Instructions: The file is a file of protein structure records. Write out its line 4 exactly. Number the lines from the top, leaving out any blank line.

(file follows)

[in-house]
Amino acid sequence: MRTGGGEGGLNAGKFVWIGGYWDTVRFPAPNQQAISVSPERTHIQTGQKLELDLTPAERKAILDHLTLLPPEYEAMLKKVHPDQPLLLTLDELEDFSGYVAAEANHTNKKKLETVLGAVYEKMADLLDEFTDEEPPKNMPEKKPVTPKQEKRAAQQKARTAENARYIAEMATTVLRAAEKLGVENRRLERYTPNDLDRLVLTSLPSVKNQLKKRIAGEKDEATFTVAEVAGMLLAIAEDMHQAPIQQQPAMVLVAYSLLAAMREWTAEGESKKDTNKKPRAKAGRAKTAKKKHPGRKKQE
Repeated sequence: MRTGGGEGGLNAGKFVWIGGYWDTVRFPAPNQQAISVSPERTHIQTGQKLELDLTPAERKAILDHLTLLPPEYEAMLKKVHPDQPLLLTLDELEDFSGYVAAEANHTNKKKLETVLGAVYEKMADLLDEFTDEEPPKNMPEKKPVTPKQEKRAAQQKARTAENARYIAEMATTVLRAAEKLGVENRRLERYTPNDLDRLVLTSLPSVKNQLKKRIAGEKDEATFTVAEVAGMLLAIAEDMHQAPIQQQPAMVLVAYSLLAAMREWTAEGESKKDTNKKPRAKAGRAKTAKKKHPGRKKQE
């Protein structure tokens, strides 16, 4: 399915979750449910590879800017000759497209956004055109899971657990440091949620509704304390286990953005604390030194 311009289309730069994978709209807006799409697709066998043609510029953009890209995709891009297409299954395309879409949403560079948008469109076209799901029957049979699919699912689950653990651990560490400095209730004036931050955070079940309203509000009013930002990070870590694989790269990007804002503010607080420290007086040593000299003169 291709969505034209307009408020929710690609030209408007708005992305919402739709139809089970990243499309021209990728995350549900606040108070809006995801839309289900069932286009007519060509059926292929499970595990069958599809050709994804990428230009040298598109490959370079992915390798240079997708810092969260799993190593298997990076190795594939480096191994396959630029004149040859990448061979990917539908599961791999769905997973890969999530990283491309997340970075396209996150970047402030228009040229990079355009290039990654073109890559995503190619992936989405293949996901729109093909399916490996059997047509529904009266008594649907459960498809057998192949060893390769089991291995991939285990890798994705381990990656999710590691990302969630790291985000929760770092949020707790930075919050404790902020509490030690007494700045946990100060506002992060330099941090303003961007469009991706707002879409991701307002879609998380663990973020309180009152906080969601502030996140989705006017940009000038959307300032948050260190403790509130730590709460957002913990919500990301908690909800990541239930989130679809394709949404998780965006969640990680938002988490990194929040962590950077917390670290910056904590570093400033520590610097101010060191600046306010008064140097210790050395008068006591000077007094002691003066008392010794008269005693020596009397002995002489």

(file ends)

């Protein structure tokens, strides 16, 4: 399915979750449910590879800017000759497209956004055109899971657990440091949620509704304390286990953005604390030194 311009289309730069994978709209807006799409697709066998043609510029953009890209995709891009297409299954395309879409949403560079948008469109076209799901029957049979699919699912689950653990651990560490400095209730004036931050955070079940309203509000009013930002990070870590694989790269990007804002503010607080420290007086040593000299003169 291709969505034209307009408020929710690609030209408007708005992305919402739709139809089970990243499309021209990728995350549900606040108070809006995801839309289900069932286009007519060509059926292929499970595990069958599809050709994804990428230009040298598109490959370079992915390798240079997708810092969260799993190593298997990076190795594939480096191994396959630029004149040859990448061979990917539908599961791999769905997973890969999530990283491309997340970075396209996150970047402030228009040229990079355009290039990654073109890559995503190619992936989405293949996901729109093909399916490996059997047509529904009266008594649907459960498809057998192949060893390769089991291995991939285990890798994705381990990656999710590691990302969630790291985000929760770092949020707790930075919050404790902020509490030690007494700045946990100060506002992060330099941090303003961007469009991706707002879409991701307002879609998380663990973020309180009152906080969601502030996140989705006017940009000038959307300032948050260190403790509130730590709460957002913990919500990301908690909800990541239930989130679809394709949404998780965006969640990680938002988490990194929040962590950077917390670290910056904590570093400033520590610097101010060191600046306010008064140097210790050395008068006591000077007094002691003066008392010794008269005693020596009397002995002489």